But the best part about teaching, he insists, is that it never gets stale.

“[Teaching] will never be the same year in and year out. Every year I have to mold and hone my craft based on the students I have,” Hart says.

“In the ever-changing world of education I live by one motto: ‘Embrace change, it’s the only constant.’”
Bail Bonds Chesterfield VA

Henrico Police arrest 2 Georgia men in connection with January murder


Henrico Police have arrested and charged two Georgia men with first-degree murder in connection with the Jan. 18 murder of 36-year-old Lamont Cornelius Baldwin in the 1200 block of Dominion Townes Terrace.

Antonio Tyrone Johnson (above, left) and Santonio Rodrigus Brown (above, right), both 24 and both of Atlanta, were charged. Johnson also was charged with use of a firearm in commission of a felony and possession of a firearm by a felon. > Read more.

Man struck and killed in western Henrico hit-and-run

A 24-year-old man died after being struck by a hit-and-run driver in western Henrico April 23.

The victim, Emmanuel Isaiah DeJesus, was found lying on the side of the roadway at about 10:25 p.m., April 23 near Patterson Avenue and Palace Way. He was transported to a local hospital, where he was pronounced dead. > Read more.

Henrico woman earns national pharmacy fellowship


Henrico County native Nilofar “Nellie” Jafari recently was named the American College of Clinical Pharmacy-American Society of Health-System Pharmacists-Virginia Commonwealth University Congressional Healthcare Policy Fellow for 2017-18.

Jafari is a 2007 graduate of J.R. Tucker High School.

Pharmacists selected for the fellowship have the opportunity to gain real-world insight into health care policy analysis and development via immersion in the congressional environment. > Read more.

Section of Lauderdale Drive to be closed April 26 for drainage improvements


The westbound lanes of Lauderdale Drive will be closed between John Rolfe Parkway and Cambridge Drive on Wednesday, April 26 for drainage improvements.

The lanes are expected to be closed from approximately 9 a.m. to 4 p.m. Motorists will be detoured from westbound Lauderdale onto John Rolfe, Gayton Road and Cambridge before being directed back onto Lauderdale. > Read more.

Henrico Police to host prescription drug take-back event April 29


The Henrico County Division of Police and the U. S. Drug Enforcement Administration will participate in the nationwide Prescription Drug Take Back Program Saturday, April 29. The event will take place from 10 a.m. to 2 p.m. at the Henrico County Training Center, 7701 East Parham Road, next to the Public Safety Building.

The program is free and anonymous. Unused or expired pills, patches and liquid prescriptions (in their sealed original container) will be accepted. Needles and sharp items will not be accepted. No questions will be asked. > Read more.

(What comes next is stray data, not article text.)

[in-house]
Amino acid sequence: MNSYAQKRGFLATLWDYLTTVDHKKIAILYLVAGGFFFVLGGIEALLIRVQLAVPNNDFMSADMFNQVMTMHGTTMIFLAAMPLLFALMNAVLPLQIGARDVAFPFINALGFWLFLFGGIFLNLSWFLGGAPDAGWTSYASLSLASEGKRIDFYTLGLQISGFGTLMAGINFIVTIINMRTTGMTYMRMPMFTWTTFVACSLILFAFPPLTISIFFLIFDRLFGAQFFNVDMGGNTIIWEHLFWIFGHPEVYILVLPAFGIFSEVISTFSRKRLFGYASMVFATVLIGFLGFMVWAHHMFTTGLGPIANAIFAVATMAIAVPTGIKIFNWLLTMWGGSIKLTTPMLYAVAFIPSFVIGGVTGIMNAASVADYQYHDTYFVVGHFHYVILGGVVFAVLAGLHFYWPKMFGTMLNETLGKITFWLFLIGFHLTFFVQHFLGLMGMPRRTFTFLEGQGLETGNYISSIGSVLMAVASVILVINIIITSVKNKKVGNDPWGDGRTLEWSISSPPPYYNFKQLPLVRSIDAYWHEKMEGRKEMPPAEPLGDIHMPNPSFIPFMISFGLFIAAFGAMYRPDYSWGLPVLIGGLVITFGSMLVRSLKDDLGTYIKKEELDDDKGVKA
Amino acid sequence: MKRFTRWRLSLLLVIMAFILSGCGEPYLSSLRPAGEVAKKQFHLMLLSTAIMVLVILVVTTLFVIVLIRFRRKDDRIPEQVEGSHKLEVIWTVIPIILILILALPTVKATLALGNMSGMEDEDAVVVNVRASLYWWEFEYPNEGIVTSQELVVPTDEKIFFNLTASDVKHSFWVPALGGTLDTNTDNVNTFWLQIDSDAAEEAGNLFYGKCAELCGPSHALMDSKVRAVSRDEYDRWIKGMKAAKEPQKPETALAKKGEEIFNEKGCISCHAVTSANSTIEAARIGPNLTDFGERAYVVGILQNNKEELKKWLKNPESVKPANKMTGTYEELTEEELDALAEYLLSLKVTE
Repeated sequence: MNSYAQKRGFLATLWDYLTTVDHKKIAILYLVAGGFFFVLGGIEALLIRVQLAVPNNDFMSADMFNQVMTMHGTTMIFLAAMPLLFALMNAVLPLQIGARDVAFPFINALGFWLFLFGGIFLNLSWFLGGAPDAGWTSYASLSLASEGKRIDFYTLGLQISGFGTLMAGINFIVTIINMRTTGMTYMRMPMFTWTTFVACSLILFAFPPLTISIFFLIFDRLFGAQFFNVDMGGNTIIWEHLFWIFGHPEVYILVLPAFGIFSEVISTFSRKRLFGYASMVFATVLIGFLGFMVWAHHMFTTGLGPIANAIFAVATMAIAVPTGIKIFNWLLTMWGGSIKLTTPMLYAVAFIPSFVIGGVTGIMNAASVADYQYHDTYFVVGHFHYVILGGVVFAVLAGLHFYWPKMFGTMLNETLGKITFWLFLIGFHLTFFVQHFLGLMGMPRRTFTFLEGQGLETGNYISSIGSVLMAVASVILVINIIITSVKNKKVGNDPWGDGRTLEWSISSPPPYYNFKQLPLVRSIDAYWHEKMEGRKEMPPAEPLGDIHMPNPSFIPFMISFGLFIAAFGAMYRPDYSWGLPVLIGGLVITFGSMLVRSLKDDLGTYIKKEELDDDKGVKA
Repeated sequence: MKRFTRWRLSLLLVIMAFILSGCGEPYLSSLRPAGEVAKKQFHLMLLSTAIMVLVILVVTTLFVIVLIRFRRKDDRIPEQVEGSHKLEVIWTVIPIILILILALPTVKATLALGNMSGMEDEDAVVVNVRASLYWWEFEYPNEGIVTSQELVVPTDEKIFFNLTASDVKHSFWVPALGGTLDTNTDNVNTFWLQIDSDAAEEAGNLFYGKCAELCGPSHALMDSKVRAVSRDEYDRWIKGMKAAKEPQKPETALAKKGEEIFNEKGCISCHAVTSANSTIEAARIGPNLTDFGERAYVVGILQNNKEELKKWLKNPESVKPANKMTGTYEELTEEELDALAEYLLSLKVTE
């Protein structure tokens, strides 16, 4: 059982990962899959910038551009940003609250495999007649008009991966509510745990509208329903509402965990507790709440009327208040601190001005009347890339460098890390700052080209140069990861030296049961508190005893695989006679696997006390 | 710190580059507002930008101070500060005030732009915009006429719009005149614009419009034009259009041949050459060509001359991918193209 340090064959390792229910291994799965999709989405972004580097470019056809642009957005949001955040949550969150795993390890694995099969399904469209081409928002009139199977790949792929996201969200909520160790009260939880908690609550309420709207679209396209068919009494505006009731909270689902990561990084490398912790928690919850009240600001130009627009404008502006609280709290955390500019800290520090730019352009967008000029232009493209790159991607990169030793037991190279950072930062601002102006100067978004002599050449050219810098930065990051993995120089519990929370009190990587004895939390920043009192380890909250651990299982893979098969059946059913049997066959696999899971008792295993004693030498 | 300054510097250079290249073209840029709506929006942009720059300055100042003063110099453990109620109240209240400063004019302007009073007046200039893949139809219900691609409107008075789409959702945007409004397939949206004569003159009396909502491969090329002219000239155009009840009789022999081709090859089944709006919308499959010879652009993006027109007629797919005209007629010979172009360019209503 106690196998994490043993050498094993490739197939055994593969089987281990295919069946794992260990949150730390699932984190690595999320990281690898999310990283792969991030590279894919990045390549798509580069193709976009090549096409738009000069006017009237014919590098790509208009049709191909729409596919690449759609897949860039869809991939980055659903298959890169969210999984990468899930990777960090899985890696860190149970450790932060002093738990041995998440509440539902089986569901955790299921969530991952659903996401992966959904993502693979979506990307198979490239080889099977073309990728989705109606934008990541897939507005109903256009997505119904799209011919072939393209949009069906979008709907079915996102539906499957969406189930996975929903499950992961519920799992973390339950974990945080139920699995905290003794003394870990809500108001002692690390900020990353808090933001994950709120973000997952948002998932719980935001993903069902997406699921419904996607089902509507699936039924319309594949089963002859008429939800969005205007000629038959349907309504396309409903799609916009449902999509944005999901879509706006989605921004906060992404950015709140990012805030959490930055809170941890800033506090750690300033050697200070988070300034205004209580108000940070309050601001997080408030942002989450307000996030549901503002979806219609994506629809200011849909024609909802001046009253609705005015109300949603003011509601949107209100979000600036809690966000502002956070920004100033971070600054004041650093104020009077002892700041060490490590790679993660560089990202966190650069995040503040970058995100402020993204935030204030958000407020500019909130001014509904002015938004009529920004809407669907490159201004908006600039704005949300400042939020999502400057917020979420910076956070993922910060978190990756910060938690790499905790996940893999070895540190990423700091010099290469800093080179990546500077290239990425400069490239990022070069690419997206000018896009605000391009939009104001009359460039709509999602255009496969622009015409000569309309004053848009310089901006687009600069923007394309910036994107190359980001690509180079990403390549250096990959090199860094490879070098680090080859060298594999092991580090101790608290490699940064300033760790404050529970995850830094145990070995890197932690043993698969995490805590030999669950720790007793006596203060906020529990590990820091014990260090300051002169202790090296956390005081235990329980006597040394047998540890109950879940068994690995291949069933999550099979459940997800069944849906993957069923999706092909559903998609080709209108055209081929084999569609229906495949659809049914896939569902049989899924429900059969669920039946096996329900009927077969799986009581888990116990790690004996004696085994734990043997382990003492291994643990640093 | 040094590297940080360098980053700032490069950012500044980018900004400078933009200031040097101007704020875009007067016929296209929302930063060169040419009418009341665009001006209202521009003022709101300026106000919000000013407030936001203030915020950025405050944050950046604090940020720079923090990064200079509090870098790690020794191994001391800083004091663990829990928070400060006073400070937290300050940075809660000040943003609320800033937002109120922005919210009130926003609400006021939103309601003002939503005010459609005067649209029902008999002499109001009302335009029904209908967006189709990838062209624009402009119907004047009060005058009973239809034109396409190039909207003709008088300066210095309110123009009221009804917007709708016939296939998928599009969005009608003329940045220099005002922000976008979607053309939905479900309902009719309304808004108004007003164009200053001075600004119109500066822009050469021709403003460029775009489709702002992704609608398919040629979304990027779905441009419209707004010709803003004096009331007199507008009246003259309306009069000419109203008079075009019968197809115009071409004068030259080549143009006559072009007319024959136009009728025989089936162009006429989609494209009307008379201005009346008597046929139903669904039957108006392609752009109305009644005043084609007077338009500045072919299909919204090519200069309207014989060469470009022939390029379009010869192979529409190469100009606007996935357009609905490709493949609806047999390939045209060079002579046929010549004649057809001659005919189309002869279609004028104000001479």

Community

YMCA event will focus on teen mental health


The YMCA, in partnership with the Cameron K. Gallagher Foundation and PartnerMD, will host a free event May 2 to help parents learn how to deal with teen mental health issues. “When the Band-Aid Doesn’t Fix It: A Mom’s Perspective on Raising a Child Who Struggles” will be held from 6:30 to 8 p.m. at the Shady Grove Family YMCA,11255 Nuckols Road. The event will focus on education, awareness, and understanding the issues facing teens today. > Read more.

Villa’s Flagler Housing wins national NAEH award


St. Joseph's Villa’s Flagler Housing & Homeless Services was one of three entities to earn the National Alliance to End Homelessness' Champion of Change Award. The awards were presented Nov. 17 during a ceremony at the Newseum in Washington, D.C.

NAEH annually recognizes proven programs and significant achievements in ending child and family homelessness.

Flagler completed its transition from an on-campus shelter to the community-based model of rapid rehousing in 2013, and it was one of the nation's first rapid re-housing service providers to be certified by NAEH. > Read more.
Entertainment

Restaurant Watch


Find out how your favorite dining establishments fared during their most recent inspections by the Virginia Department of Health. > Read more.

 

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Varina Library will host a Death Café from 7 p.m. to 8 p.m. Led by spiritual and bereavement counselor Alane Miles, a Death Café is a gathering during which attendees can discuss death and dying in a surprisingly upbeat and informative way. Ask questions about the often-taboo topics of death, dying, grief and funeral practices. Miles has 20 years of experience in the hospice field, hosts the Death Club Radio show on WRIR and writes for Style Weekly. For details, call 501-1980 or visit http://www.henricolibrary.org. Full text